Happy trails!

Do you know where to find Tweedle Dee and Tweedle Dum Falls? Have you heard of the Dragon’s Tooth? These are just 2 of the 50 Amazing places you can find to explore around the Fundy Biosphere Reserve. “As a non-profit organization, the Fundy Biosphere Reserve is a community-based initiative comprised of individuals and representatives of various stakeholder groups, organizations and local communities working to promote the sustainable development of the region by enhancing the research and innovation capacity and by creating a forum for various groups to share information, knowledge and best practices.” The UNESCO-designated biosphere comprises  442,250 hectares in the upper Bay of Fundy coast, stretching from St. Martins to the Tantramar Marsh near Sackville and inland to Moncton. As Dr. Jennifer Dingman, the Executive Director of the Fundy Biosphere Reserve, explained in part of the talk at the Riverview Winter Carnival this past weekend “Engage with Nature”- it is all the watershed that falls into the upper Bay of Fundy area including the Petitcodiac and the other little estuaries that contribute to the Bay.  This biosphere is unique and was nominated by the planning committee to be a UNESCO site back in 2007 ,after 8 years of planning ,because of these 3 reasons:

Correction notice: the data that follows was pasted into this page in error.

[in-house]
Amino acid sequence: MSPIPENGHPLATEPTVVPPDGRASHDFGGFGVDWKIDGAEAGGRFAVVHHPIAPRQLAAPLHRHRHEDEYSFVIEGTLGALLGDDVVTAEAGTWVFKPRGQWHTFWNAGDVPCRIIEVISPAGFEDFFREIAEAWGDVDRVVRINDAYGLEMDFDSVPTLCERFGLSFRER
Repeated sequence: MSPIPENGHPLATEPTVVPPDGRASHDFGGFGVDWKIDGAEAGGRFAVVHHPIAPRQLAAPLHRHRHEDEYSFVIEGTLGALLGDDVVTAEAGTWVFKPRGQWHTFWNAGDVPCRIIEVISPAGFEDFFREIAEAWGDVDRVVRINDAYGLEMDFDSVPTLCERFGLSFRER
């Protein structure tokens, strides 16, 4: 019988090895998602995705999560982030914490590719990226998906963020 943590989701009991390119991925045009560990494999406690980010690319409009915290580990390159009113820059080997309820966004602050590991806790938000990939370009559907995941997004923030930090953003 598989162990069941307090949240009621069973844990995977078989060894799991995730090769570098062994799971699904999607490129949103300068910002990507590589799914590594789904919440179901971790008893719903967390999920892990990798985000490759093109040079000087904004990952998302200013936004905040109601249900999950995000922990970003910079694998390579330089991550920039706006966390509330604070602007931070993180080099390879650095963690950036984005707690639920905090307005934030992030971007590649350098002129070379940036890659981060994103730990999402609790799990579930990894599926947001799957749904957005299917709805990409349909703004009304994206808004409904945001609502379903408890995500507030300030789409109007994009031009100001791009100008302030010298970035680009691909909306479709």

• Recognition of a special piece of the Atlantic Canada maritime landscape and the uniqueness of the Bay of Fundy;
  • Recognition of the area’s history and its cultural identity in the region and within Canada;
  • Recognition of the past and continued commitment of residents, policy makers, resource sectors and scientists to seek continued improvement in intergenerational sustainability.

It was the hope that being designated as a UNESCO site would also bring local and international investment and interest to the area. At this time many organizations we heard from at the workshop are hoping that the Tourism department will see this designated site as a worthwhile investment for our province to engage people to visit our province. There are 18 designated areas in Canada with 3 right here in Atlantic Canada- 1 in New Brunswick with the Fundy Biosphere and 2 in Nova Scotia.

The Fundy Biosphere Reserve designated 50 Amazing Places to explore ,that are found along many already established trails and destination spots. The 2 places I mentioned above were ones I had never heard of so I had to look them up!  Wouldn’t you know they are on the most strenuous trail in the area- the Fundy Footpath. Have any of you hiked this strenuous trail?  Don’t be discouraged if you’ve heard how daunting it is! There are many other beautiful accessible sites like Dickson Falls in Fundy Park or Cape Enrage and of course our beautiful Waterside and Dennis beach made the list!  You can see the whole map on the Fundy Biosphere’s website along with videos and articles about some of the areas.